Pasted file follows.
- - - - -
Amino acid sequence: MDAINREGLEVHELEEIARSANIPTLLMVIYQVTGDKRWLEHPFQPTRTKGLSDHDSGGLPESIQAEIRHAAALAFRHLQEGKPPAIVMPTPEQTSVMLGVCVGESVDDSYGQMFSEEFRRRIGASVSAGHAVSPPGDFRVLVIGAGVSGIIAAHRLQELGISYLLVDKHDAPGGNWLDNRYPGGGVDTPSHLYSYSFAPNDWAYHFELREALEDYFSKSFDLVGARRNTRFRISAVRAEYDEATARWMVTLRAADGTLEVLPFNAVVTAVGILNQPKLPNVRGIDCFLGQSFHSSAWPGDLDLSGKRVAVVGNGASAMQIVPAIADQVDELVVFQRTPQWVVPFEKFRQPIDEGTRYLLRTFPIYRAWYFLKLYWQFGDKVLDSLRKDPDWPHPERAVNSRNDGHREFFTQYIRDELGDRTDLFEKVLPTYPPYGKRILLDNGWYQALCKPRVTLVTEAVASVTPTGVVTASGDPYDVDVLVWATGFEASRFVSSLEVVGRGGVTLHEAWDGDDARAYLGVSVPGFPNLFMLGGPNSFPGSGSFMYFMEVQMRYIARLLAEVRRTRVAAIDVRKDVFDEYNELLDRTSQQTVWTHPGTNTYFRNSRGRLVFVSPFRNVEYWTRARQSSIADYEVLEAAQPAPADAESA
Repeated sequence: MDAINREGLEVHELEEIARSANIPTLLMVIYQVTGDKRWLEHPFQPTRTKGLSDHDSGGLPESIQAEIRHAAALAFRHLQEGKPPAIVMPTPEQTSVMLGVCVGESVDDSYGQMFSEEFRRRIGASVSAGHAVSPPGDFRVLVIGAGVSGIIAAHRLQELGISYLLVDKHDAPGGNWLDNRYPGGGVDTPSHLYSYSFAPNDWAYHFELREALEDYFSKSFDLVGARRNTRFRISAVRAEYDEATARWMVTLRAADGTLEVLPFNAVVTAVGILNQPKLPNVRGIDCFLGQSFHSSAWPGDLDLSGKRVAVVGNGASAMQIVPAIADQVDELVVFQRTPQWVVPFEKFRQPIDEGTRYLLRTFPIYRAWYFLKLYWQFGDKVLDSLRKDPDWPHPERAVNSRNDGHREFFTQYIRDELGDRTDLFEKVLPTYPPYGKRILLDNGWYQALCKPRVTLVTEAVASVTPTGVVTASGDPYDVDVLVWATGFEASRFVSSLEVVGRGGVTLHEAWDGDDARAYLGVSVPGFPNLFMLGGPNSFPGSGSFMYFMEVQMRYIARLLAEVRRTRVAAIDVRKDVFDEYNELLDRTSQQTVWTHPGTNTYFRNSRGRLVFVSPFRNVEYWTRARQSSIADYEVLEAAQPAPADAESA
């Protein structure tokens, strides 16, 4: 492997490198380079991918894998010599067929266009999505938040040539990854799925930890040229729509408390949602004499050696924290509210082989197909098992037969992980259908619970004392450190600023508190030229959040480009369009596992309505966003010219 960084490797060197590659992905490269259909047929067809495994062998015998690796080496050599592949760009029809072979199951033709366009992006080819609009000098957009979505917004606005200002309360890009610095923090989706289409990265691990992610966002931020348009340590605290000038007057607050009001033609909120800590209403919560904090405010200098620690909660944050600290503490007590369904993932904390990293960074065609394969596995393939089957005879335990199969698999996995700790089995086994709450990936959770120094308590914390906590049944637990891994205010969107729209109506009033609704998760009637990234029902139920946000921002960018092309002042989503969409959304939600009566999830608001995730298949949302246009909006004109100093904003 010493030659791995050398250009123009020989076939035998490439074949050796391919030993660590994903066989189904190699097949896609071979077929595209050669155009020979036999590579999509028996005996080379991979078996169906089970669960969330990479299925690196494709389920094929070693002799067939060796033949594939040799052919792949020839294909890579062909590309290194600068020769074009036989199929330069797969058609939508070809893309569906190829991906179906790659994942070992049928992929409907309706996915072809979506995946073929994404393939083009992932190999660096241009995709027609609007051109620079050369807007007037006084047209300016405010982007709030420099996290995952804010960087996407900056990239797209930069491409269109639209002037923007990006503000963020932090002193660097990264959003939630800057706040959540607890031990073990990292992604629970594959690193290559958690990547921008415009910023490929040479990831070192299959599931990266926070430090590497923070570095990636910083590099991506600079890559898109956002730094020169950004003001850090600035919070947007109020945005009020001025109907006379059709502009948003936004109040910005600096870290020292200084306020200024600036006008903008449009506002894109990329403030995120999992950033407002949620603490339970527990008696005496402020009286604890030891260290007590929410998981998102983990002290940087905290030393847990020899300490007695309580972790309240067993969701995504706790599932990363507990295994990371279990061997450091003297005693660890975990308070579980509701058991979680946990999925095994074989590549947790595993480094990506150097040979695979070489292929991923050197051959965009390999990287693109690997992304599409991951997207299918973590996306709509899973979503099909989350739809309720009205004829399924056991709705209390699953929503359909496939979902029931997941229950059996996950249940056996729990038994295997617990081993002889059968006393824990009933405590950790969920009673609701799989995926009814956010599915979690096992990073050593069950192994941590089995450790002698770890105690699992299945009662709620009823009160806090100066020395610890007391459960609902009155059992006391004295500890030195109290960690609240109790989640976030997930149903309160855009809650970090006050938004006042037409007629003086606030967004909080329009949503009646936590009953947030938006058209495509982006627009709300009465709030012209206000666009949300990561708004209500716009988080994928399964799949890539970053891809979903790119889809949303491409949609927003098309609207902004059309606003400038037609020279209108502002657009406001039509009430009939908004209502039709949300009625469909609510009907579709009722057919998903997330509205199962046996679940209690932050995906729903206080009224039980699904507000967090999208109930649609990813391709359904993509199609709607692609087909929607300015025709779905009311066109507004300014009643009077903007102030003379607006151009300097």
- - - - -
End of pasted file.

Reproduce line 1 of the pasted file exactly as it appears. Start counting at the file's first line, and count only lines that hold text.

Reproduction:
Amino acid sequence: MDAINREGLEVHELEEIARSANIPTLLMVIYQVTGDKRWLEHPFQPTRTKGLSDHDSGGLPESIQAEIRHAAALAFRHLQEGKPPAIVMPTPEQTSVMLGVCVGESVDDSYGQMFSEEFRRRIGASVSAGHAVSPPGDFRVLVIGAGVSGIIAAHRLQELGISYLLVDKHDAPGGNWLDNRYPGGGVDTPSHLYSYSFAPNDWAYHFELREALEDYFSKSFDLVGARRNTRFRISAVRAEYDEATARWMVTLRAADGTLEVLPFNAVVTAVGILNQPKLPNVRGIDCFLGQSFHSSAWPGDLDLSGKRVAVVGNGASAMQIVPAIADQVDELVVFQRTPQWVVPFEKFRQPIDEGTRYLLRTFPIYRAWYFLKLYWQFGDKVLDSLRKDPDWPHPERAVNSRNDGHREFFTQYIRDELGDRTDLFEKVLPTYPPYGKRILLDNGWYQALCKPRVTLVTEAVASVTPTGVVTASGDPYDVDVLVWATGFEASRFVSSLEVVGRGGVTLHEAWDGDDARAYLGVSVPGFPNLFMLGGPNSFPGSGSFMYFMEVQMRYIARLLAEVRRTRVAAIDVRKDVFDEYNELLDRTSQQTVWTHPGTNTYFRNSRGRLVFVSPFRNVEYWTRARQSSIADYEVLEAAQPAPADAESA